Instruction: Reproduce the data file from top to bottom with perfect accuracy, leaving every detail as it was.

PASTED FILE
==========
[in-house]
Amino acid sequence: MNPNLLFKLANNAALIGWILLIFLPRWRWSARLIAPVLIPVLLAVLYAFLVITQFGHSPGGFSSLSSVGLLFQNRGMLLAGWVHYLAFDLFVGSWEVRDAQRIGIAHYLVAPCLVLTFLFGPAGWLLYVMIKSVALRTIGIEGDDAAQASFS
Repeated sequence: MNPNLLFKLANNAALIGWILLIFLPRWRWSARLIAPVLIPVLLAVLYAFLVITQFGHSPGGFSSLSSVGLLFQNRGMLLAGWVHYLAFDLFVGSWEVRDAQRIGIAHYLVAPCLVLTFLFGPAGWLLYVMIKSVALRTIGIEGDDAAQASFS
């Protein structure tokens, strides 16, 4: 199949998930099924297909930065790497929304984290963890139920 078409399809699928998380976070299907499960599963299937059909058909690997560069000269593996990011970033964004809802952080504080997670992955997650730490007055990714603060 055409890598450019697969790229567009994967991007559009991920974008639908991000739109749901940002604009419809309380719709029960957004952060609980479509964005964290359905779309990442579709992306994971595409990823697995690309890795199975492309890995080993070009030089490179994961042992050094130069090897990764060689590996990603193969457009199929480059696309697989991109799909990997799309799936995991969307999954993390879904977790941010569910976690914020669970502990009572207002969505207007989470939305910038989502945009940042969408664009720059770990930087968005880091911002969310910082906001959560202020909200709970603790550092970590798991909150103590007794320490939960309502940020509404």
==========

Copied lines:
[in-house]
Amino acid sequence: MNPNLLFKLANNAALIGWILLIFLPRWRWSARLIAPVLIPVLLAVLYAFLVITQFGHSPGGFSSLSSVGLLFQNRGMLLAGWVHYLAFDLFVGSWEVRDAQRIGIAHYLVAPCLVLTFLFGPAGWLLYVMIKSVALRTIGIEGDDAAQASFS
Repeated sequence: MNPNLLFKLANNAALIGWILLIFLPRWRWSARLIAPVLIPVLLAVLYAFLVITQFGHSPGGFSSLSSVGLLFQNRGMLLAGWVHYLAFDLFVGSWEVRDAQRIGIAHYLVAPCLVLTFLFGPAGWLLYVMIKSVALRTIGIEGDDAAQASFS
């Protein structure tokens, strides 16, 4: 199949998930099924297909930065790497929304984290963890139920 078409399809699928998380976070299907499960599963299937059909058909690997560069000269593996990011970033964004809802952080504080997670992955997650730490007055990714603060 055409890598450019697969790229567009994967991007559009991920974008639908991000739109749901940002604009419809309380719709029960957004952060609980479509964005964290359905779309990442579709992306994971595409990823697995690309890795199975492309890995080993070009030089490179994961042992050094130069090897990764060689590996990603193969457009199929480059696309697989991109799909990997799309799936995991969307999954993390879904977790941010569910976690914020669970502990009572207002969505207007989470939305910038989502945009940042969408664009720059770990930087968005880091911002969310910082906001959560202020909200709970603790550092970590798991909150103590007794320490939960309502940020509404």